Zero-state Markov switching count-data models: An empirical assessment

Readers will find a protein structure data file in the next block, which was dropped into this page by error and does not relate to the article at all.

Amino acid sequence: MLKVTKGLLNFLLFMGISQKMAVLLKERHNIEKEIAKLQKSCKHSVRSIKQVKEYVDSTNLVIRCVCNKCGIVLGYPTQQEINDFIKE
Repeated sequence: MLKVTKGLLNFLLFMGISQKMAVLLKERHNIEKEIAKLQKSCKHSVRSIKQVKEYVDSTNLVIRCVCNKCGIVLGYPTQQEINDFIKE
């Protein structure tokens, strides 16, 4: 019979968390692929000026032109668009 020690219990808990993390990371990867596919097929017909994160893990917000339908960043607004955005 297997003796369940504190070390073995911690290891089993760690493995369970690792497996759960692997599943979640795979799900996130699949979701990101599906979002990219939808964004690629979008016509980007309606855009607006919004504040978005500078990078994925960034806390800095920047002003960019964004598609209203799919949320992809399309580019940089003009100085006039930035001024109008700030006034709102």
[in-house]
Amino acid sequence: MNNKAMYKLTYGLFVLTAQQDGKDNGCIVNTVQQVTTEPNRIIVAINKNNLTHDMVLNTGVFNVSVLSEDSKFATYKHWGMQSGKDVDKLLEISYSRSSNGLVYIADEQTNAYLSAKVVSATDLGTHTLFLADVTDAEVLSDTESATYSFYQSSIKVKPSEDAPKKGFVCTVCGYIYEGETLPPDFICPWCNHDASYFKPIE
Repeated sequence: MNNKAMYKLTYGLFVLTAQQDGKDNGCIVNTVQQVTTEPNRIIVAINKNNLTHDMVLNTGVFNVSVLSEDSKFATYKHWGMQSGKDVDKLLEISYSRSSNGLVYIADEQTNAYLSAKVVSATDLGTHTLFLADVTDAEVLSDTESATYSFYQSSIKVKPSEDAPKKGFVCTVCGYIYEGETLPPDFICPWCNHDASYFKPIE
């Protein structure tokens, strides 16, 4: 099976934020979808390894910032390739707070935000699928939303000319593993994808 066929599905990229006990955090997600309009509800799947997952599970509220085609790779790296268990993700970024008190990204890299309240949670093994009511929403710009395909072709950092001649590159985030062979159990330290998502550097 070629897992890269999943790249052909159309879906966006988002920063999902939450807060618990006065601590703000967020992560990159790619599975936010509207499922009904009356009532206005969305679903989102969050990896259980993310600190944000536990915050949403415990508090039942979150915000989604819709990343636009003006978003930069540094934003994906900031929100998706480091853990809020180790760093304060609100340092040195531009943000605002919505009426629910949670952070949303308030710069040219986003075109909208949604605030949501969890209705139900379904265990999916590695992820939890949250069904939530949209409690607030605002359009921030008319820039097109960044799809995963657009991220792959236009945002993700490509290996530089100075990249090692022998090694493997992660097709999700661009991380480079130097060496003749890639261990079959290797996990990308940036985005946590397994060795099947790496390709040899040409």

In this study, a two-state Markov switching count-data model is proposed as an alternative to zero-inflated models to account for the preponderance of zeros sometimes observed in transportation count data, such as the number of accidents occurring on a roadway segment over some period of time. For this accident-frequency case, zero-inflated models assume the existence of two states: one of the states is a zero-accident count state, which has accident probabilities that are so low that they cannot be statistically distinguished from zero, and the other state is a normal-count state, in which counts can be non-negative integers that are generated by some counting process, for example, a Poisson or negative binomial. While zero-inflated models have come under some criticism with regard to accident-frequency applications - one fact is undeniable - in many applications they provide a statistically superior fit to the data. The Markov switching approach we propose seeks to overcome some of the criticism associated with the zero-accident state of the zero-inflated model by allowing individual roadway segments to switch between zero and normal-count states over time. An important advantage of this Markov switching approach is that it allows for the direct statistical estimation of the specific roadway-segment state (i.e., zero-accident or normal-count state) whereas traditional zero-inflated models do not. To demonstrate the applicability of this approach, a two-state Markov switching negative binomial model (estimated with Bayesian inference) and standard zero-inflated negative binomial models are estimated using five-year accident frequencies on Indiana interstate highway segments. It is shown that the Markov switching model is a viable alternative and results in a superior statistical fit relative to the zero-inflated models.